How to use qualitative analysis software (QDAS) for data management

Data management in qualitative software

 

A research project is often a big logistical undertaking, qualitative or otherwise. Through literature reviews, developing research questions, grant applications and funding, ethics/IRBs, managing co-researchers and supervisors, recruitment, collecting data from respondents, research journals, analysing data and writing up findings, there are a myriad of steps. Each will generate their own documents, data and processes that need to be managed, logged and kept for prosperity (and your review committee).

 

However, many people don’t realise that qualitative analysis software (like Quirkos, but others as well) and be used to manage and help keep together all the different stages of the research process. After all, they are designed to organise and make sense of unstructured text data. I’ve spoken before about how good CAQDAS/QDA software is for managing a literature or systematic review, but it can also be used to help with many of the other aspects of running a research project.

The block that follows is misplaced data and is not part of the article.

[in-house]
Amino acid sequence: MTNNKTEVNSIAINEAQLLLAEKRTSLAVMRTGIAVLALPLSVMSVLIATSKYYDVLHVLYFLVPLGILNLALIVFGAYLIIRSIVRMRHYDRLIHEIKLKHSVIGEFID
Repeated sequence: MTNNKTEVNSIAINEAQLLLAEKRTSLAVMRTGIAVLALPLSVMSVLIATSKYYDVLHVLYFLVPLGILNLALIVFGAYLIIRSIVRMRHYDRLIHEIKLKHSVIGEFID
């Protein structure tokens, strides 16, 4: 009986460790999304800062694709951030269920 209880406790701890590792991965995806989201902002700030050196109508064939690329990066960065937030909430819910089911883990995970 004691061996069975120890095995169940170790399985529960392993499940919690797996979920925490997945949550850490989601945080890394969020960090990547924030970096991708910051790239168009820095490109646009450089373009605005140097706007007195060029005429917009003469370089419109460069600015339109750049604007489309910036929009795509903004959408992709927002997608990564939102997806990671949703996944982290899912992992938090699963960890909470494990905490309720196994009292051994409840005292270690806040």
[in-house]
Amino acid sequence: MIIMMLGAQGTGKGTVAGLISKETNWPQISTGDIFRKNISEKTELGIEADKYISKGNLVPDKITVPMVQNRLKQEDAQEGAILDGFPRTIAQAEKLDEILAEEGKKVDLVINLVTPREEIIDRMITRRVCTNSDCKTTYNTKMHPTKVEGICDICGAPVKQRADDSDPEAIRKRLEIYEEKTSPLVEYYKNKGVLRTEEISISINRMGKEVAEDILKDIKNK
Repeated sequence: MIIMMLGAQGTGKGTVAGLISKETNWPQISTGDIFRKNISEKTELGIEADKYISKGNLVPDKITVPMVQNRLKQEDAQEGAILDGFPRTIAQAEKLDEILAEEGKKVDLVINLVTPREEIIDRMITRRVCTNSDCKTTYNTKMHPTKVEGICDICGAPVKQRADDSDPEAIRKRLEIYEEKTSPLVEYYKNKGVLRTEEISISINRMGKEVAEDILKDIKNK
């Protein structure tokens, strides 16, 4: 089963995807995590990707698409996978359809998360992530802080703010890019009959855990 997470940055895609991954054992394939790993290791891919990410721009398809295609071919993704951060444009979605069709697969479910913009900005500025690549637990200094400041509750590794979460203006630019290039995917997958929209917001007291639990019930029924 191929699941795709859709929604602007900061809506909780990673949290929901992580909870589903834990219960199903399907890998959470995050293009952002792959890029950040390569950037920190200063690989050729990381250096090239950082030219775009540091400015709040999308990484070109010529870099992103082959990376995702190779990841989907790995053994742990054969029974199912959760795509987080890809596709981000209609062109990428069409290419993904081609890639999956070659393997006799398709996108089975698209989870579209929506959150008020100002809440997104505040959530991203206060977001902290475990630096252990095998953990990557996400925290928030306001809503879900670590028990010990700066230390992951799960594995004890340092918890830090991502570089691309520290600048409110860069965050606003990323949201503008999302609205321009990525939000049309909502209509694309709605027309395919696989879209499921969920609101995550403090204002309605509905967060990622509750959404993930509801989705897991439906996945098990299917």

A good example is participant management. You probably have a target number of respondents to sample, and what their ideal characteristics are. As soon as they have been recruited, you will want to collect not just names and basic demographic data, but information about where and when an interview or focus group will be/was recorded, if they’ve signed and returned their ethics/permission form, and your own reflections on the session. I used to keep a separate Excel spreadsheet with all this information (password protected of course) and was constantly checking it to make sure I was recruiting a representative sample, updating interview dates, or noting reasons people dropped out.

 

But all this can be recorded in the project file of your qualitative analysis software! In Quirkos, you can ‘tag’ or describe your sources with any number of properties or characteristics, even when the source is empty! So you can create a source to represent each potential participant in the project, and use this to store any information you need on them. And even to remind you when you’ve scheduled an interview! You will need all this data later, so why not just input it into the computer once? You can keep any details like age or gender, whether you got their consent form back, as well as the actual data or transcript of the interview itself.